Oxford University Press's
Academic Insights for the Thinking World

The life and work of H.G. Wells: a timeline

The thirteenth of August marks the 150th birth and the 70th death anniversary of legendary science fiction writer H.G. Wells. A prophet of modern progress, he accurately predicted several historical milestones, from the World War II, nuclear weapons, to Wikipedia. His humble origins gave him insight into class issues, and his studies in biology propelled him to become one of the greatest thinkers and observers of his time. Combined with a flair for story-telling, Herbert George Wells dominated and defines the science fiction genre till this day. His 1895 published novel, The Time Machine, propelled him to fame and inspired studies and speculation from later generations of physicists and theorists.

Also known as ‘the Father of Science Fiction,’ H. G. Wells was overwhelmingly prolific. Over the course of his life, Wells produced over a hundred pieces of work, ranging from ‘scientific romances,’ as they were called in the day, to non-fiction essays on politics, cultural commentaries, and world history. These creations led to his four nominations for the Nobel Prize in Literature. His personal life was equally eventful. A free-thinker and modernist, Wells engaged in numerous affairs with prominent feminists, writers, and activists throughout his life, most notably with Moura Budberg, who by many accounts was said to have been a Ukrainian spy.

A blend of creative voice and unbounded imagination gave him the perfect recipe for literary success. Wells understood the skepticism of his readers, and respected their intellectual hesitance to embrace the extraordinary, which led to his forming ‘Wells’ Law:’ that “a science fiction story should contain only a single extraordinary assumption.” Indeed, this law has worked so well, this gift for building credibility in realism and then engaging audience with original fantasies inspired multiple later authors, from Arthur C. Clarke, Ray Bradbury, Isaac Asimov, to Ursula K. Le Guin.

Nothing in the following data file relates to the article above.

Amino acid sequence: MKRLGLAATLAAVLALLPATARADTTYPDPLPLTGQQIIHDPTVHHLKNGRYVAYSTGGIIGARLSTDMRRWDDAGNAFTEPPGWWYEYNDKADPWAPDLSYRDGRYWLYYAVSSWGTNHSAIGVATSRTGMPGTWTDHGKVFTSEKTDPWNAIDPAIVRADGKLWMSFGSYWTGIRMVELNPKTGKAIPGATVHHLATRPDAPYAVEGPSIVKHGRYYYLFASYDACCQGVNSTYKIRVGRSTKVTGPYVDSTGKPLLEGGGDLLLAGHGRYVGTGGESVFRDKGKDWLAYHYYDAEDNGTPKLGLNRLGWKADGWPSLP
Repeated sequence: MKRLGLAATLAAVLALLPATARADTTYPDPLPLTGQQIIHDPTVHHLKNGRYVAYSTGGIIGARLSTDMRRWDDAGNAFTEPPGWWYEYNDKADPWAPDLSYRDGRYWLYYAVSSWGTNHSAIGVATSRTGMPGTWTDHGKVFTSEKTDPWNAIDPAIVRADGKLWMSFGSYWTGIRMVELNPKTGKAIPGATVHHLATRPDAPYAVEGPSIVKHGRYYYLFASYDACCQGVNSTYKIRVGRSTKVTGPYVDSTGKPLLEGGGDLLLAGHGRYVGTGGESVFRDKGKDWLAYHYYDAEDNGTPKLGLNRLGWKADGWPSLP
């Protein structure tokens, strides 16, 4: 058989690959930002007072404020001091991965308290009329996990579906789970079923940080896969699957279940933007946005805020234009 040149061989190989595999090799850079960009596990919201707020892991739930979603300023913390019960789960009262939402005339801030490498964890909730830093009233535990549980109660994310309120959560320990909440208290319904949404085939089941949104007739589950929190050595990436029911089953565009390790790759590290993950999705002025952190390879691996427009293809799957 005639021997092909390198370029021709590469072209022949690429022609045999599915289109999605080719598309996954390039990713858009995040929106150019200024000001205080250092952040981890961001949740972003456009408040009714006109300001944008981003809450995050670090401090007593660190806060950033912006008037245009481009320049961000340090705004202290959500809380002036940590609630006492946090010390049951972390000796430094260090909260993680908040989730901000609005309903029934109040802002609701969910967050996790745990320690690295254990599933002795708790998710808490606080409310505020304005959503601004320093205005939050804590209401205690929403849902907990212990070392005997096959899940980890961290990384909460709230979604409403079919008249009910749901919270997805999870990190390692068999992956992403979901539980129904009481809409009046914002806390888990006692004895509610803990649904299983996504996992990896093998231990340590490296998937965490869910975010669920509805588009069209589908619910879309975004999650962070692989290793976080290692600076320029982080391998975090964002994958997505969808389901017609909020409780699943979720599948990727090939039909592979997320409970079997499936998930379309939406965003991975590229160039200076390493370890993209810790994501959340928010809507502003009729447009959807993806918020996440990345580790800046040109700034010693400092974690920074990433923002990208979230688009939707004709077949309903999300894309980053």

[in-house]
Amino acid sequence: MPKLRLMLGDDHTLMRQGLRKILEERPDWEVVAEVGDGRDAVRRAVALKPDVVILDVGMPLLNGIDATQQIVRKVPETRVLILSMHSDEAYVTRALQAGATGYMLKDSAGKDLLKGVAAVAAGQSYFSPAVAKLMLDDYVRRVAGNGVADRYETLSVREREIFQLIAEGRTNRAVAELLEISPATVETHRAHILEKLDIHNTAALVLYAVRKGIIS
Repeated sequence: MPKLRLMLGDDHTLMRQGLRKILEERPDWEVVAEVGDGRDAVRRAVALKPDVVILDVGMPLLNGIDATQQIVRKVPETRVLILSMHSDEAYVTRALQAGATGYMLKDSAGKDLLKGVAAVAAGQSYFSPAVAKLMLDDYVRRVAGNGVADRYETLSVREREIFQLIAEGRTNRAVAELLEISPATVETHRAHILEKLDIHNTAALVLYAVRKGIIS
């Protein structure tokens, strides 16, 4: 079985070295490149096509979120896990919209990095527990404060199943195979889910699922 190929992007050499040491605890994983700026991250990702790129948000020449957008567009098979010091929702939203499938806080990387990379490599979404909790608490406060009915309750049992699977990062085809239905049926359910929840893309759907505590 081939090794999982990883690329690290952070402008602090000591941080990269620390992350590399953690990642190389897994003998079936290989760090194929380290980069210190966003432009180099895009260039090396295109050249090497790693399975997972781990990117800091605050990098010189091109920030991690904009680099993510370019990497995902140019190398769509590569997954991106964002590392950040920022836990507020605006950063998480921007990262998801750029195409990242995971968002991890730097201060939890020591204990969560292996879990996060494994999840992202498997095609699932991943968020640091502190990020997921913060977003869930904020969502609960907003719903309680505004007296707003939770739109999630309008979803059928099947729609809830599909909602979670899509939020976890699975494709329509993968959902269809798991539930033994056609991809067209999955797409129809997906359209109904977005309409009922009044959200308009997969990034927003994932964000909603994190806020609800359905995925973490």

“If the world does not please you, you can change it.” The History of Mr. Polly, H.G. Wells

Wells was also an active member in politics, having run for Parliament as a Labor Party candidate for two years. He had a vision for the world, and he wanted to actively change it, although both his election runs ended in failure. Nevertheless, through his science fiction and insightful essays, H.G. Wells has managed to change the landscape of imagination and of science. His influence is palpable even in the present day. In memory of this anniversary, we have made a list of major events and predictions made in the life of H. G. Wells in the interactive timeline below.

 

Featured image credit: Depiction of a futuristic city, Jonas de Ro. CC BY-SA 3.0 via Wikimedia Commons.

Recent Comments

  1. Anne Greenshields

    I love the HG Wells time line – particularly the predictions.
    One typo you might want to fix is for the image and entry for the beginning of WW2. You have it all at 1933 not 1939. This jars as it is out of sequence to the other images.

Leave a Comment

Your email address will not be published. Required fields are marked *